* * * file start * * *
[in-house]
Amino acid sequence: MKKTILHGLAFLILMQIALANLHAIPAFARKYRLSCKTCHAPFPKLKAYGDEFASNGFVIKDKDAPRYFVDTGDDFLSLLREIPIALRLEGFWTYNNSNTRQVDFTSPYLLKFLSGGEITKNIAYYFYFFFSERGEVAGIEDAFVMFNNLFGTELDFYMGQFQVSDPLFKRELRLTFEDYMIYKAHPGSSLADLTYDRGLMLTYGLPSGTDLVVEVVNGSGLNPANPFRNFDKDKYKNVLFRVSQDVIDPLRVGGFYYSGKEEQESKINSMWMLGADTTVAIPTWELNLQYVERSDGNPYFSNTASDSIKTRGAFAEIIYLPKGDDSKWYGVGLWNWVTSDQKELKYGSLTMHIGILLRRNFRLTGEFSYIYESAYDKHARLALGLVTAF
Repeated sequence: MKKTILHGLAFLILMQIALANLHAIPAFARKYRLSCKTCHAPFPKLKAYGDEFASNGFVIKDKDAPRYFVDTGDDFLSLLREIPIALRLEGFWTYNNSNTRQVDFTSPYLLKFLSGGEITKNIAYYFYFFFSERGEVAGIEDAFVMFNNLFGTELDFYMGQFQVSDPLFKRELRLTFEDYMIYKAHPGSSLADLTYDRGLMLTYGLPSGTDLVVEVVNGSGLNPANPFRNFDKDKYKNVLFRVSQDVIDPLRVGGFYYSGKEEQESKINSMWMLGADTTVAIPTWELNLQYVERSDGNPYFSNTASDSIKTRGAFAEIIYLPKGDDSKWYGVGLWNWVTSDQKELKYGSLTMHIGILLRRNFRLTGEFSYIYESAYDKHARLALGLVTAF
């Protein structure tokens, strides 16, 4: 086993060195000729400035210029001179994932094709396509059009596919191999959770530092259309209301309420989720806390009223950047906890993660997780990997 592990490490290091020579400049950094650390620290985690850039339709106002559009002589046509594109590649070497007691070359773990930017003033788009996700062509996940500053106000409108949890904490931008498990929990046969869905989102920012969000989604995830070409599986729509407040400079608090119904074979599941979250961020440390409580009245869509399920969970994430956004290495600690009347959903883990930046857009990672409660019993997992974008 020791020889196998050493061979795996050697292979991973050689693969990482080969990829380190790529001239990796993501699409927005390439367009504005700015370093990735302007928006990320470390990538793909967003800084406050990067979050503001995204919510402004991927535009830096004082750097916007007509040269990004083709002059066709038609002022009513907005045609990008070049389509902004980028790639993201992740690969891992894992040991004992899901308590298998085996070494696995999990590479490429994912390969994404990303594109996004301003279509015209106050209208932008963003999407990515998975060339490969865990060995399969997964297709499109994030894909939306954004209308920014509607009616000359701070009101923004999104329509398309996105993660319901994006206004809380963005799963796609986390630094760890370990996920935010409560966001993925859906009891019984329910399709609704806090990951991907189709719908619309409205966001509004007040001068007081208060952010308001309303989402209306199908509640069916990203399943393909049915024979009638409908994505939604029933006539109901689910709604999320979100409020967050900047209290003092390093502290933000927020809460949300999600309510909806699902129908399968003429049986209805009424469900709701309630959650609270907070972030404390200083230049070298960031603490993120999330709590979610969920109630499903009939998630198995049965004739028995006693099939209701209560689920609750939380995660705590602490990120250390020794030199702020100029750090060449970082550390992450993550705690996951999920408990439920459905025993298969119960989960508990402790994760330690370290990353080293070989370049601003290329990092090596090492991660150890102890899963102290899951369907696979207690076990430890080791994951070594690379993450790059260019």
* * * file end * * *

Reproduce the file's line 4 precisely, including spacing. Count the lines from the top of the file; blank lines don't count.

């Protein structure tokens, strides 16, 4: 086993060195000729400035210029001179994932094709396509059009596919191999959770530092259309209301309420989720806390009223950047906890993660997780990997 592990490490290091020579400049950094650390620290985690850039339709106002559009002589046509594109590649070497007691070359773990930017003033788009996700062509996940500053106000409108949890904490931008498990929990046969869905989102920012969000989604995830070409599986729509407040400079608090119904074979599941979250961020440390409580009245869509399920969970994430956004290495600690009347959903883990930046857009990672409660019993997992974008 020791020889196998050493061979795996050697292979991973050689693969990482080969990829380190790529001239990796993501699409927005390439367009504005700015370093990735302007928006990320470390990538793909967003800084406050990067979050503001995204919510402004991927535009830096004082750097916007007509040269990004083709002059066709038609002022009513907005045609990008070049389509902004980028790639993201992740690969891992894992040991004992899901308590298998085996070494696995999990590479490429994912390969994404990303594109996004301003279509015209106050209208932008963003999407990515998975060339490969865990060995399969997964297709499109994030894909939306954004209308920014509607009616000359701070009101923004999104329509398309996105993660319901994006206004809380963005799963796609986390630094760890370990996920935010409560966001993925859906009891019984329910399709609704806090990951991907189709719908619309409205966001509004007040001068007081208060952010308001309303989402209306199908509640069916990203399943393909049915024979009638409908994505939604029933006539109901689910709604999320979100409020967050900047209290003092390093502290933000927020809460949300999600309510909806699902129908399968003429049986209805009424469900709701309630959650609270907070972030404390200083230049070298960031603490993120999330709590979610969920109630499903009939998630198995049965004739028995006693099939209701209560689920609750939380995660705590602490990120250390020794030199702020100029750090060449970082550390992450993550705690996951999920408990439920459905025993298969119960989960508990402790994760330690370290990353080293070989370049601003290329990092090596090492991660150890102890899963102290899951369907696979207690076990430890080791994951070594690379993450790059260019």